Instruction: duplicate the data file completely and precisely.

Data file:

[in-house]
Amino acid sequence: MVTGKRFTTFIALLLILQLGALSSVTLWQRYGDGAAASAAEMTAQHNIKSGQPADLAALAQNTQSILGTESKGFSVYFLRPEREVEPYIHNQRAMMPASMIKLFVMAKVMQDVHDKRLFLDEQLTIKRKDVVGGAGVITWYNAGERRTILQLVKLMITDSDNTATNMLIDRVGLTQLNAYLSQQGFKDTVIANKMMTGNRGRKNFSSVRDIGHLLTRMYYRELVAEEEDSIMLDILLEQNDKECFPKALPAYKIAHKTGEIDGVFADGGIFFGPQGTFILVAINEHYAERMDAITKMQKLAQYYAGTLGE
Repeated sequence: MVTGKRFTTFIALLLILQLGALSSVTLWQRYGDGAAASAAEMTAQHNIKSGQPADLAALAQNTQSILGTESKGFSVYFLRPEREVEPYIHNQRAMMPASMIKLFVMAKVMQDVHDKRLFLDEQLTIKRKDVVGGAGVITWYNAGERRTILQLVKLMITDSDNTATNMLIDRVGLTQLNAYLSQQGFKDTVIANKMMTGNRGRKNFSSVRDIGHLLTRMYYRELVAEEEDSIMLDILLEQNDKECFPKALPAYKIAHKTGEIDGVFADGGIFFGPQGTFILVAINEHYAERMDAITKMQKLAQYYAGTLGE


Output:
[in-house]
Amino acid sequence: MVTGKRFTTFIALLLILQLGALSSVTLWQRYGDGAAASAAEMTAQHNIKSGQPADLAALAQNTQSILGTESKGFSVYFLRPEREVEPYIHNQRAMMPASMIKLFVMAKVMQDVHDKRLFLDEQLTIKRKDVVGGAGVITWYNAGERRTILQLVKLMITDSDNTATNMLIDRVGLTQLNAYLSQQGFKDTVIANKMMTGNRGRKNFSSVRDIGHLLTRMYYRELVAEEEDSIMLDILLEQNDKECFPKALPAYKIAHKTGEIDGVFADGGIFFGPQGTFILVAINEHYAERMDAITKMQKLAQYYAGTLGE
Repeated sequence: MVTGKRFTTFIALLLILQLGALSSVTLWQRYGDGAAASAAEMTAQHNIKSGQPADLAALAQNTQSILGTESKGFSVYFLRPEREVEPYIHNQRAMMPASMIKLFVMAKVMQDVHDKRLFLDEQLTIKRKDVVGGAGVITWYNAGERRTILQLVKLMITDSDNTATNMLIDRVGLTQLNAYLSQQGFKDTVIANKMMTGNRGRKNFSSVRDIGHLLTRMYYRELVAEEEDSIMLDILLEQNDKECFPKALPAYKIAHKTGEIDGVFADGGIFFGPQGTFILVAINEHYAERMDAITKMQKLAQYYAGTLGE